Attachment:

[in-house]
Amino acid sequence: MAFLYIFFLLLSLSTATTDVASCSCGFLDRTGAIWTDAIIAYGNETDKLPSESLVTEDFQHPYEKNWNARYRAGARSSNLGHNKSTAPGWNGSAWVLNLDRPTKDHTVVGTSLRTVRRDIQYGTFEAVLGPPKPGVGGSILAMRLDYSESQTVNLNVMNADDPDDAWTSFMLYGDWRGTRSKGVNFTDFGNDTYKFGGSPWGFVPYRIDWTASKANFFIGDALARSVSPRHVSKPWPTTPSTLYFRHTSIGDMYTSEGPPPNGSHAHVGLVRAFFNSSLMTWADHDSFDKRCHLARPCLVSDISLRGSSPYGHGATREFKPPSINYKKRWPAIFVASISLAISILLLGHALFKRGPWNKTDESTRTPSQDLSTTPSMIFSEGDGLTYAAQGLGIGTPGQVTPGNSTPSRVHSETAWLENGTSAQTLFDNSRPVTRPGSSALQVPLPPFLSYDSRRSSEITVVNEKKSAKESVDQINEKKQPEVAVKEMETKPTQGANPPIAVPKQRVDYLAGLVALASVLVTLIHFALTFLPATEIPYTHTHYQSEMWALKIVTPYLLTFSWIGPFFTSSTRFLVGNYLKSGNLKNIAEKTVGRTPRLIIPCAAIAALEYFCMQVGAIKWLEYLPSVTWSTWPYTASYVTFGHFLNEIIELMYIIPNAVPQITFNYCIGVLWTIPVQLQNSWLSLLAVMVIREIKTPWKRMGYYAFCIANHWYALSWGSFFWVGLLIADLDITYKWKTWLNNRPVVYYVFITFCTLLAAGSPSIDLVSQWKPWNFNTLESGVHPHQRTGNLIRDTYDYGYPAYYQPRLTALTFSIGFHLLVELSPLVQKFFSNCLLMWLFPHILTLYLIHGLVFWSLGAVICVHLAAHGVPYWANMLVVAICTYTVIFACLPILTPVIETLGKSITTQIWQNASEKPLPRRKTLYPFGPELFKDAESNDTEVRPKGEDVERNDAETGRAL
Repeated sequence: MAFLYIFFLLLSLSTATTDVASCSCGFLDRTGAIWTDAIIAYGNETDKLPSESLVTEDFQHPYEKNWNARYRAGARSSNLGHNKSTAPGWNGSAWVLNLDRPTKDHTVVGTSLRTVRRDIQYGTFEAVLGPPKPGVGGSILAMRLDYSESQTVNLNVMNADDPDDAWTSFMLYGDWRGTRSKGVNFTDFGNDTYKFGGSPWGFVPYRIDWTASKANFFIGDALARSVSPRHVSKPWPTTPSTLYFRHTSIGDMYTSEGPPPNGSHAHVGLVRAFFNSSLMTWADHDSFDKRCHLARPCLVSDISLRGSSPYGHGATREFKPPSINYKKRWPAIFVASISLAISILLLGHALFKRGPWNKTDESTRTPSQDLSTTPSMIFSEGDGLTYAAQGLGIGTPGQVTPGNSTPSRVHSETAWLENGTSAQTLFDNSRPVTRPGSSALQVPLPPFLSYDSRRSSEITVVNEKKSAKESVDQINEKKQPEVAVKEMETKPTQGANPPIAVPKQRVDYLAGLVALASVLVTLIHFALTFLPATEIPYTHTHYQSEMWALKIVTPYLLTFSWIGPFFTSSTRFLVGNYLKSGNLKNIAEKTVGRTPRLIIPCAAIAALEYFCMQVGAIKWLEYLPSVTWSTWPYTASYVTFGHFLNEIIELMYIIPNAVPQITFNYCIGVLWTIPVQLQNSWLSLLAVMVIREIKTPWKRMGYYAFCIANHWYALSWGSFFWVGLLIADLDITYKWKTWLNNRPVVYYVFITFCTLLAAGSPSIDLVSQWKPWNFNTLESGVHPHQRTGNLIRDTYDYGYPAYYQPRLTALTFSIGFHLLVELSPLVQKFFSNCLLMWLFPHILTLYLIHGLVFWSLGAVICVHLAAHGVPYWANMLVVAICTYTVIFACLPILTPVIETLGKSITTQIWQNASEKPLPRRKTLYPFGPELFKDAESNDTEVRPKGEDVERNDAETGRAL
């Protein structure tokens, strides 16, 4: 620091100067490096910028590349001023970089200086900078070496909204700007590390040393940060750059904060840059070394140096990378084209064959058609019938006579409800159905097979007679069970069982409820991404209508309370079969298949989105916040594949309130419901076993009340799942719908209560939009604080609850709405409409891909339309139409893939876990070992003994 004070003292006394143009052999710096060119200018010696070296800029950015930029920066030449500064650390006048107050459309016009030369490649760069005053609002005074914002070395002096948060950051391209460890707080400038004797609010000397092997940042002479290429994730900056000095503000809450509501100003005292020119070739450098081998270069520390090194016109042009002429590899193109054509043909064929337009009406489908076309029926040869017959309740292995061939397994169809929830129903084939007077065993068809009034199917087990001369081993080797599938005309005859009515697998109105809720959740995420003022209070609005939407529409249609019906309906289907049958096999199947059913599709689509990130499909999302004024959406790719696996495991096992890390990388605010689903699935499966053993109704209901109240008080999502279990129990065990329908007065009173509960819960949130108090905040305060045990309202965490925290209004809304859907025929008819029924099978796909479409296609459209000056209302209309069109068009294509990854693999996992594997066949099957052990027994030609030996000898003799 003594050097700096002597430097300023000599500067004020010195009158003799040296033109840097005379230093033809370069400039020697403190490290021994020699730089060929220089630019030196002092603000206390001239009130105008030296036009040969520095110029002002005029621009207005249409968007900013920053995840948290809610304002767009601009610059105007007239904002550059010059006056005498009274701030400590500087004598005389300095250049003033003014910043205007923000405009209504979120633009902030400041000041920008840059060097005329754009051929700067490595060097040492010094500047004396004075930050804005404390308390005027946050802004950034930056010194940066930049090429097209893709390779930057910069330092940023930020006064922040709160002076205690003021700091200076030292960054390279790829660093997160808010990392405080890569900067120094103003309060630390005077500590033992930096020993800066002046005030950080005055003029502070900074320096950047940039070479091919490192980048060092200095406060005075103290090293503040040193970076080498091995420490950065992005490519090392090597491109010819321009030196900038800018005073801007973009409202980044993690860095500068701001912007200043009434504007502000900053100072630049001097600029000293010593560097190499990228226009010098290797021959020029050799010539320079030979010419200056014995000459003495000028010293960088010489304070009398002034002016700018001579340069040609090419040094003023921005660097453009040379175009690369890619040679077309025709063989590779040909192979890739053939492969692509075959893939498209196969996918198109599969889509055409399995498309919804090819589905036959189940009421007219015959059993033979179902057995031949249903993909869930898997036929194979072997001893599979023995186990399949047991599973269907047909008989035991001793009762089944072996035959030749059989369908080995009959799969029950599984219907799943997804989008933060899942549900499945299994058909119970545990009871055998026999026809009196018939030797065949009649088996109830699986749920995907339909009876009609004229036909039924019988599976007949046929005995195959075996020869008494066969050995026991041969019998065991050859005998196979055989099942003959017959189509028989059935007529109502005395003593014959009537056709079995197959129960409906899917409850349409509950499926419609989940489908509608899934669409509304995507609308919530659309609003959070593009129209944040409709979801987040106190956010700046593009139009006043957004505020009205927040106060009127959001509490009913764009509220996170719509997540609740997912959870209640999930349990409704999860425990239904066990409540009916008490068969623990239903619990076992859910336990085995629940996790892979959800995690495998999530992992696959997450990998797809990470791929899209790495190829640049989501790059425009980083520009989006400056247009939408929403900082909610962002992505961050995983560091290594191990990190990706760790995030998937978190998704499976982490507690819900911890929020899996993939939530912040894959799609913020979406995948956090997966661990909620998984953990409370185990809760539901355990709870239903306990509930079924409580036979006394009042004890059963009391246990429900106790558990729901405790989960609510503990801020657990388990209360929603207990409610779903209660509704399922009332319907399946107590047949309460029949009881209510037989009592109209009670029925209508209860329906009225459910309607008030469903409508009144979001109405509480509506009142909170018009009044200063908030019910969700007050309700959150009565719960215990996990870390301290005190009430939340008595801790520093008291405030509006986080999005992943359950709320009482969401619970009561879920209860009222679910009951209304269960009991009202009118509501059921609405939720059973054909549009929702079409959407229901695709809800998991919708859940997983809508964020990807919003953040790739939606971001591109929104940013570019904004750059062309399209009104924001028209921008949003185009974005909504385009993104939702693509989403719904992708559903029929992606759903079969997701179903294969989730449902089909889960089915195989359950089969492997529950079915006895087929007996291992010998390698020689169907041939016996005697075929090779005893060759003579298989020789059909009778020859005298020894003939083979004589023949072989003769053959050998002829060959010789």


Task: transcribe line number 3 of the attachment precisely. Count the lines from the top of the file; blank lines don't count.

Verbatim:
Repeated sequence: MAFLYIFFLLLSLSTATTDVASCSCGFLDRTGAIWTDAIIAYGNETDKLPSESLVTEDFQHPYEKNWNARYRAGARSSNLGHNKSTAPGWNGSAWVLNLDRPTKDHTVVGTSLRTVRRDIQYGTFEAVLGPPKPGVGGSILAMRLDYSESQTVNLNVMNADDPDDAWTSFMLYGDWRGTRSKGVNFTDFGNDTYKFGGSPWGFVPYRIDWTASKANFFIGDALARSVSPRHVSKPWPTTPSTLYFRHTSIGDMYTSEGPPPNGSHAHVGLVRAFFNSSLMTWADHDSFDKRCHLARPCLVSDISLRGSSPYGHGATREFKPPSINYKKRWPAIFVASISLAISILLLGHALFKRGPWNKTDESTRTPSQDLSTTPSMIFSEGDGLTYAAQGLGIGTPGQVTPGNSTPSRVHSETAWLENGTSAQTLFDNSRPVTRPGSSALQVPLPPFLSYDSRRSSEITVVNEKKSAKESVDQINEKKQPEVAVKEMETKPTQGANPPIAVPKQRVDYLAGLVALASVLVTLIHFALTFLPATEIPYTHTHYQSEMWALKIVTPYLLTFSWIGPFFTSSTRFLVGNYLKSGNLKNIAEKTVGRTPRLIIPCAAIAALEYFCMQVGAIKWLEYLPSVTWSTWPYTASYVTFGHFLNEIIELMYIIPNAVPQITFNYCIGVLWTIPVQLQNSWLSLLAVMVIREIKTPWKRMGYYAFCIANHWYALSWGSFFWVGLLIADLDITYKWKTWLNNRPVVYYVFITFCTLLAAGSPSIDLVSQWKPWNFNTLESGVHPHQRTGNLIRDTYDYGYPAYYQPRLTALTFSIGFHLLVELSPLVQKFFSNCLLMWLFPHILTLYLIHGLVFWSLGAVICVHLAAHGVPYWANMLVVAICTYTVIFACLPILTPVIETLGKSITTQIWQNASEKPLPRRKTLYPFGPELFKDAESNDTEVRPKGEDVERNDAETGRAL